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Edinburgh’s Ross Pavilion finalists’ designs unveiled


The AJ can reveal the concept designs drawn up by the seven teams battling it out to create a £25 million visitor centre and performance space in West Princes Street Gardens, Edinburgh

The impressive list of finalists includes Adjaye Associates, Bjarke Ingels Group, Norway’s Reiulf Ramstad Arkitekter, Los Angeles-based wHY and AJ100 practice Flanagan Lawrence.

Also in the running are Page\Park Architects of Glasgow and a collaboration between Shard architect William Matthews and Japan’s Sou Fujimoto.

More than 125 teams submitted bids to land the Ross Pavilion project, which is being backed by the Ross Development Trust and the City of Edinburgh Council.

The brief called for an ‘outstanding team’ to deliver a landmark venue on a prominent site beneath Edinburgh Castle within the city’s UNESCO World Heritage Zone as well as improvements to the surrounding park. 

The pavilion will replace the 1935 Ross Bandstand which hosts the city’s Hogmanay celebrations and the Edinburgh International Festival’s closing fireworks concert. In recent years the bandstand has fallen into disrepair.

Malcolm Reading of Malcolm Reading Consultants, which organised the competition, said: ‘Each of the finalists knows winning would be both a privilege and a career-defining moment. 

‘While the seven pavilions show different approaches, the competing teams are connected by a shared love of materials, form and placemaking.’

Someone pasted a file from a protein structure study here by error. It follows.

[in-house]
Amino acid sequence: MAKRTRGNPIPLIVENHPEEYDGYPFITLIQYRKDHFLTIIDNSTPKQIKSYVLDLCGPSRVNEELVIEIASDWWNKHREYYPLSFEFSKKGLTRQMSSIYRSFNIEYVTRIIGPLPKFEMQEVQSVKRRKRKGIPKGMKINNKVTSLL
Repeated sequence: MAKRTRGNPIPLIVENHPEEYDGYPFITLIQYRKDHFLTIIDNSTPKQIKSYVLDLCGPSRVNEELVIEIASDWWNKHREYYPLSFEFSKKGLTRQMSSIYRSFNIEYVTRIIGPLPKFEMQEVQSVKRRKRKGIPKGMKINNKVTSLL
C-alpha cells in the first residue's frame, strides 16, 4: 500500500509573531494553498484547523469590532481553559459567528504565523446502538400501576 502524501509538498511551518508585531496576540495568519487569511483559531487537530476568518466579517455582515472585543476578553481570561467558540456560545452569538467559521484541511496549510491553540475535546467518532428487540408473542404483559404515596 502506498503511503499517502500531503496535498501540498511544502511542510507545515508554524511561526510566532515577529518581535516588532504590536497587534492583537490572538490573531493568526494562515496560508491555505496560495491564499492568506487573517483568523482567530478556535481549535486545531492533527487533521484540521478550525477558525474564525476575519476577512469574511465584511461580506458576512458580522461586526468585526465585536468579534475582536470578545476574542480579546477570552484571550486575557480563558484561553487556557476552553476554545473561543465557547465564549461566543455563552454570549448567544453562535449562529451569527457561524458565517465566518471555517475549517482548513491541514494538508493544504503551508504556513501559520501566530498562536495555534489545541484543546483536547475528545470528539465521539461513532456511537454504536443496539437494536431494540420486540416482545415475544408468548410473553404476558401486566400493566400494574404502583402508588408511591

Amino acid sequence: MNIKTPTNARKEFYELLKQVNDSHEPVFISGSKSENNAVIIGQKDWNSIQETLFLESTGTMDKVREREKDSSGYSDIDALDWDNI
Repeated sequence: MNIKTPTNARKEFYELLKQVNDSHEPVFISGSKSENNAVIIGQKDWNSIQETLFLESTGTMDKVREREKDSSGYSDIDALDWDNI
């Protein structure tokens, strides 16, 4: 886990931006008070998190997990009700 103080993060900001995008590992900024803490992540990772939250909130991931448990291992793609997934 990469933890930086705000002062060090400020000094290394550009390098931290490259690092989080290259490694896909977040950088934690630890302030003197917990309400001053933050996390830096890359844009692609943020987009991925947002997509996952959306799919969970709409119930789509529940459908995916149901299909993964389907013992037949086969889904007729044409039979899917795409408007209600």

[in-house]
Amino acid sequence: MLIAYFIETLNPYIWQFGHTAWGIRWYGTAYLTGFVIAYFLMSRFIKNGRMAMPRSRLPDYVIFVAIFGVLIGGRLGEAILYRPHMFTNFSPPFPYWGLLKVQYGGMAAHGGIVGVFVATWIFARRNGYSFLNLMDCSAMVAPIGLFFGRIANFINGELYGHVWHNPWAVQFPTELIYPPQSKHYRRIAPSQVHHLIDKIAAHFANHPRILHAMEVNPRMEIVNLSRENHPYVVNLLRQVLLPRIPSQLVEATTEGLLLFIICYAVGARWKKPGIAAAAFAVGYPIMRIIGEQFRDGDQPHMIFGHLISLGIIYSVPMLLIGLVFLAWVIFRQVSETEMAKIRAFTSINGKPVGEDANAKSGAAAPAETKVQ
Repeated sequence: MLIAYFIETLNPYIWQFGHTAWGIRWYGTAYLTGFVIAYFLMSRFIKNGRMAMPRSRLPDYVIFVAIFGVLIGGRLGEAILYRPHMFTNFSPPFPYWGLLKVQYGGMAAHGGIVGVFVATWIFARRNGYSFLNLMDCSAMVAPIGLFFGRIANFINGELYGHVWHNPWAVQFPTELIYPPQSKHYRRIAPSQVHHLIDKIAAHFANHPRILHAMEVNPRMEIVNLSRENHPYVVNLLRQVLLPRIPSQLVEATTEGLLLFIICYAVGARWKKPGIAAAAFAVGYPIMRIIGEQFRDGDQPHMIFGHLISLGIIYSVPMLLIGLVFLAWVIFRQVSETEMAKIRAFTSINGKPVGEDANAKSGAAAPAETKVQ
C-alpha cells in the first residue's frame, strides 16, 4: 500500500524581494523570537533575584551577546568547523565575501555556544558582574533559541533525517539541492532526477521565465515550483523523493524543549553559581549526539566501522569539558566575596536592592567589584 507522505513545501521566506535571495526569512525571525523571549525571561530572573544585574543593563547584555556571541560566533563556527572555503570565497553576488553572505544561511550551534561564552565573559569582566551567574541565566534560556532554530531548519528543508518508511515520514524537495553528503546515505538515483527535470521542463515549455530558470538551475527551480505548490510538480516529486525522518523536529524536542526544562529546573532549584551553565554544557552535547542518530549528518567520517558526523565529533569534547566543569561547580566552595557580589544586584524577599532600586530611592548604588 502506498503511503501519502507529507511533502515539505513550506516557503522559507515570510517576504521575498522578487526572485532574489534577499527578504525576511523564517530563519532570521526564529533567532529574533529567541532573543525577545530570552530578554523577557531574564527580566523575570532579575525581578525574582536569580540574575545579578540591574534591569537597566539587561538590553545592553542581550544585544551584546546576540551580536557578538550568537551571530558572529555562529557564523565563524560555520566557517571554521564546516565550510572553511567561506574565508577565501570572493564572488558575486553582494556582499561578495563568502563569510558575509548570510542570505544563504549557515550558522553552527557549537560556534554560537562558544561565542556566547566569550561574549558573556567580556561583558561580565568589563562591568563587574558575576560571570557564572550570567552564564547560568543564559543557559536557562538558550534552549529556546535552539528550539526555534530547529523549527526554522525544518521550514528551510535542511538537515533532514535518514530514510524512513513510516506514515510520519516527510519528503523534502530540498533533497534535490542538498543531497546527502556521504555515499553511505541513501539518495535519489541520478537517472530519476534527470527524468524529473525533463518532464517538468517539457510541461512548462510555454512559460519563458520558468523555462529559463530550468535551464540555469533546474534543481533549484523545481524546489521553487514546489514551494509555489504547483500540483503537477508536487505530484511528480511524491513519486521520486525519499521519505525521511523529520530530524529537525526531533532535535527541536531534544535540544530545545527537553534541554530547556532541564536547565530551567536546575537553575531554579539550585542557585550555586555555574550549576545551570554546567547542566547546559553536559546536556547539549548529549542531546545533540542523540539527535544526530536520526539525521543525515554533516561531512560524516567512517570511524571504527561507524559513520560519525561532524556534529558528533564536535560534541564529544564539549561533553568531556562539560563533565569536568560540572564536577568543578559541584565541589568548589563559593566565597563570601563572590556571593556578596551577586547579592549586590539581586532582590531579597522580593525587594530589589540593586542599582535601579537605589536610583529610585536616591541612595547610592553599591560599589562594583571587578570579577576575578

All the design are on public display at Edinburgh’s City Art Centre until 30 July.

The winner is expected to be named in early August.


Readers' comments (4)

  • Mark Owen

    Nice and sunny up there, have any of them been to Edinburgh!! Great selection of ideas though

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  • Anyone for touching the earth lightly?

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  • Mark - It's lovely and sunny in Edinburgh just now!

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  • These are very disappointing designs for such an important site.
    They appear to highlight flaws with the brief as well as the process.
    'Outstanding teams' evidently don't always produce outstanding designs.
    Issues include surprisingly awkward out-of-scale form-making, inadequate sensitivity and responsiveness to this exceptional site, and the kind of undeliverable over-complexity that leads to so many of these competitions not being realised.
    Surely there must be a better way?
    This is just not good enough.

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